Books in print is the major source of information on books currently published and in print in the United States. The database provides the record of forthcoming books, books in-print, and books out-of-print.
This important reference volume covers developments in aspects of British library and information work during the five year period 2001-2005. Over forty contributors, all of whom are experts in their subject, provide an overview of their field along with extensive further references which act as a starting point for further research. The book provides a comprehensive record of library and information management during the past five years and will be essential reading for all scholars, library professionals and students.
Electronic books are now having a major impact on library collections. This book provides models for acquisitions policies and reports on several surveys of faculty and librarian attitudes toward e-books. It discusses issues in acquiring cataloguing and collection development regarding this important new library resource. Its subject matter deals with the different types of e-books, statistical data available for e-book usage, the development of e-book collections, learning environments, integrating e-books into local catalogues, acquisitions and usage monitoring of e-books. This book will be of interest to librarians across all educational sectors, library science scholars and e-book publishers. This book was published as a special issue of The Acquisitions Librarian.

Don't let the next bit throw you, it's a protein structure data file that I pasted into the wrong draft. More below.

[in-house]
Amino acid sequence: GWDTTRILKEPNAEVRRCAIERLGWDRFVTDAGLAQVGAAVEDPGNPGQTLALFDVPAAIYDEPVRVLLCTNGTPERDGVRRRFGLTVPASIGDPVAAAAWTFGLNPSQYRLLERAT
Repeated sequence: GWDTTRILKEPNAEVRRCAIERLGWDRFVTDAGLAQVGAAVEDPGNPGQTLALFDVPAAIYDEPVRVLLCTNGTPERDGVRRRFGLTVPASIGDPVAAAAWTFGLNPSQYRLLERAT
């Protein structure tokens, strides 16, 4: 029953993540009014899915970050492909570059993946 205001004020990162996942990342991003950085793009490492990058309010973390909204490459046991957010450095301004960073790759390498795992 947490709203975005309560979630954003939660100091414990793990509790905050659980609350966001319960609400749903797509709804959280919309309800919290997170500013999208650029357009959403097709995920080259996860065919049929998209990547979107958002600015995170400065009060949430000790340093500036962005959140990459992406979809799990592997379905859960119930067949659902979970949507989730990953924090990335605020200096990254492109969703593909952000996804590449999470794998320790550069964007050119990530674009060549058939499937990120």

Papers from the Symposium at the University of Leipzig, September 2008
Author: Geoffrey Roper
These essays deal with aspects of the development of printing and print culture, in the 10th-20th centuries, in Iran, Kurdistan, Turkey, Egypt, the Maghrib, Germany and Latin America, and in the Arabic, Judæo-Arabic, Syriac, Ottoman Turkish, Kurdish and Persian languages.
Ted Striphas argues that, although the production and propagation of books have undoubtedly entered a new phase, printed works are still very much a part of our everyday lives. With examples from trade journals, news media, films, advertisements, and a host of other commercial and scholarly materials, Striphas tells a story of modern publishing that proves, even in a rapidly digitizing world, books are anything but dead. From the rise of retail superstores to Oprah's phenomenal reach, Striphas tracks the methods through which the book industry has adapted (or has failed to adapt) to rapid changes in twentieth-century print culture. Barnes & Noble, Borders, and Amazon.com have established new routes of traffic in and around books, and pop sensations like Harry Potter and the Oprah Book Club have inspired the kind of brand loyalty that could only make advertisers swoon. At the same time, advances in digital technology have presented the book industry with extraordinary threats and unique opportunities. Striphas's provocative analysis offers a counternarrative to those who either triumphantly declare the end of printed books or deeply mourn their passing. With wit and brilliant insight, he isolates the invisible processes through which books have come to mediate our social interactions and influence our habits of consumption, integrating themselves into our routines and intellects like never before.